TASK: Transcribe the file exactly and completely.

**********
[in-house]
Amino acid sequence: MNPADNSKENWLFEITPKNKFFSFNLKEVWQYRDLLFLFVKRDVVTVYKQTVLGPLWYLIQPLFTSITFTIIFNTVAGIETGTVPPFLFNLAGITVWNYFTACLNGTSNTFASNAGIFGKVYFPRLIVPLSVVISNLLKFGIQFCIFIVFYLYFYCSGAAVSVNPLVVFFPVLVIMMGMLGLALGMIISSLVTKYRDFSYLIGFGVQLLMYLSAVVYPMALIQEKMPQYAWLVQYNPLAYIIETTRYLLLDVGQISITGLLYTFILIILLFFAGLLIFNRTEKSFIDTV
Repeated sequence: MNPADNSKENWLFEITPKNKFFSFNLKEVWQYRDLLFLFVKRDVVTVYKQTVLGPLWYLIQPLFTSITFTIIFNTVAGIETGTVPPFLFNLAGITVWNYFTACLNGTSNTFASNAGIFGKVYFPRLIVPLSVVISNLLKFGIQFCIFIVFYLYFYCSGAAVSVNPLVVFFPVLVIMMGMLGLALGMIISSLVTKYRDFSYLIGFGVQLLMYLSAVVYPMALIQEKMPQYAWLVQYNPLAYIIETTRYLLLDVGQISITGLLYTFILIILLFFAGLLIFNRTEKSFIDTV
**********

[in-house]
Amino acid sequence: MNPADNSKENWLFEITPKNKFFSFNLKEVWQYRDLLFLFVKRDVVTVYKQTVLGPLWYLIQPLFTSITFTIIFNTVAGIETGTVPPFLFNLAGITVWNYFTACLNGTSNTFASNAGIFGKVYFPRLIVPLSVVISNLLKFGIQFCIFIVFYLYFYCSGAAVSVNPLVVFFPVLVIMMGMLGLALGMIISSLVTKYRDFSYLIGFGVQLLMYLSAVVYPMALIQEKMPQYAWLVQYNPLAYIIETTRYLLLDVGQISITGLLYTFILIILLFFAGLLIFNRTEKSFIDTV
Repeated sequence: MNPADNSKENWLFEITPKNKFFSFNLKEVWQYRDLLFLFVKRDVVTVYKQTVLGPLWYLIQPLFTSITFTIIFNTVAGIETGTVPPFLFNLAGITVWNYFTACLNGTSNTFASNAGIFGKVYFPRLIVPLSVVISNLLKFGIQFCIFIVFYLYFYCSGAAVSVNPLVVFFPVLVIMMGMLGLALGMIISSLVTKYRDFSYLIGFGVQLLMYLSAVVYPMALIQEKMPQYAWLVQYNPLAYIIETTRYLLLDVGQISITGLLYTFILIILLFFAGLLIFNRTEKSFIDTV